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Behavioral Ecology and Sociobiology

, Volume 61, Issue 4, pp 513–523 | Cite as

Echolocation behavior of the bat Vespertilio murinus reveals the border between the habitat types “edge” and “open space”

  • Andrea SchaubEmail author
  • Hans Ulrich Schnitzler
Original Article

Abstract

We test the hypothesis that echolocation behavior can be used to find the border between bat habitats. Assuming that bats react to background targets in “edge space” but not in “open space”, we determined the border between these two habitat types for commuting individuals of the parti-colored bat Vespertilio murinus. We recorded sequences of bats’ echolocation signals while they flew parallel to the walls of large buildings and to the ground and determined the signals’ average bandwidth, duration, and pulse interval. These parameters varied systematically with the estimated horizontal and vertical distances between the bats and the background. A distinct effect of horizontal distance to the background on echolocation behavior was found for horizontal distances of less than 6 m, thus indicating the border between edge and open space. Only a few bats flew at vertical distances below 5 m. However, enough passages at vertical distances of 5 m and above indicated that the vertical border is somewhere below a distance of 5 m. Within edge space, V. murinus reacted to the background by reducing signal duration, increasing bandwidth at closer distances, and often emitting one signal per wing beat. In open space, signal parameters did not vary as a function of distance to the background. There, V. murinus emitted the longest signals with the narrowest bandwidth and often made one or two wing beats without emitting a pulse. With our data we support with statistical methods the hypothesis that echolocation behavior reveals the border between the habitat types “edge” and “open space”.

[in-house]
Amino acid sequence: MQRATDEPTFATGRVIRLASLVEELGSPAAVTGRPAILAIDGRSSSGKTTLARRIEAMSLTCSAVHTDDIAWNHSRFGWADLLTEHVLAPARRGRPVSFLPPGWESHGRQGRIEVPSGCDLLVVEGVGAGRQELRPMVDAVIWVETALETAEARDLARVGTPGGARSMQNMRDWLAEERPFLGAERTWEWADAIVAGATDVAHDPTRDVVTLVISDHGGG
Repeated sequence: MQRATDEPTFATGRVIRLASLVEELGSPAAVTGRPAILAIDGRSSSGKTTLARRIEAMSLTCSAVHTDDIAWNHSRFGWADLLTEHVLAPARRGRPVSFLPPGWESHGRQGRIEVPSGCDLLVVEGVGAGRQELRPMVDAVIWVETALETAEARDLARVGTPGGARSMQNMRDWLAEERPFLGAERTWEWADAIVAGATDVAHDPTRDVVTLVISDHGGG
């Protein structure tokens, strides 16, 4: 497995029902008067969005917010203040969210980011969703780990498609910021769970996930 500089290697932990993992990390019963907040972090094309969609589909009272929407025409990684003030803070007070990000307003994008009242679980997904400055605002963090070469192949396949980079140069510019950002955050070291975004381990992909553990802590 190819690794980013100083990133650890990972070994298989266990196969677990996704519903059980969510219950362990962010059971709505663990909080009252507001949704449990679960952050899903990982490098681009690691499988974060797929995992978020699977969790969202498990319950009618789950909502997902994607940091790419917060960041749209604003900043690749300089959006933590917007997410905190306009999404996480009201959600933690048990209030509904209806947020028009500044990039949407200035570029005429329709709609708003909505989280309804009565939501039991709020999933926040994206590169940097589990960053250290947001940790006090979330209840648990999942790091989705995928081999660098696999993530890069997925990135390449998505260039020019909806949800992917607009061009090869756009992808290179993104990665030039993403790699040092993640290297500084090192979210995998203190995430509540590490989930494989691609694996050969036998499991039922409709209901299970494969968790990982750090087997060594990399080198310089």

Keywords

Echolocation Bats Vespertilio murinus Adaptive value of signal design Habitat types 

Notes

Acknowledgements

We thank Uwe Hoffmeister, Uwe Herrmanns, Alfred Benk, and others for assistance in the field; Theresa Cooke, Annette Denzinger, Jo Ostwald, and Peter Pilz for helpful comments; and the German Science Foundation (SFB 550) for its support. We also thank the known and unknown referees for helpful comments that improved the manuscript. This investigation was carried out with the permission of the local nature conservation departments of Mecklenburg-Vorpommern and Brandenburg.

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Copyright information

© Springer-Verlag 2006

Authors and Affiliations

  1. 1.Tierphysiologie, Zoologisches InstitutUniversität TübingenTübingenGermany

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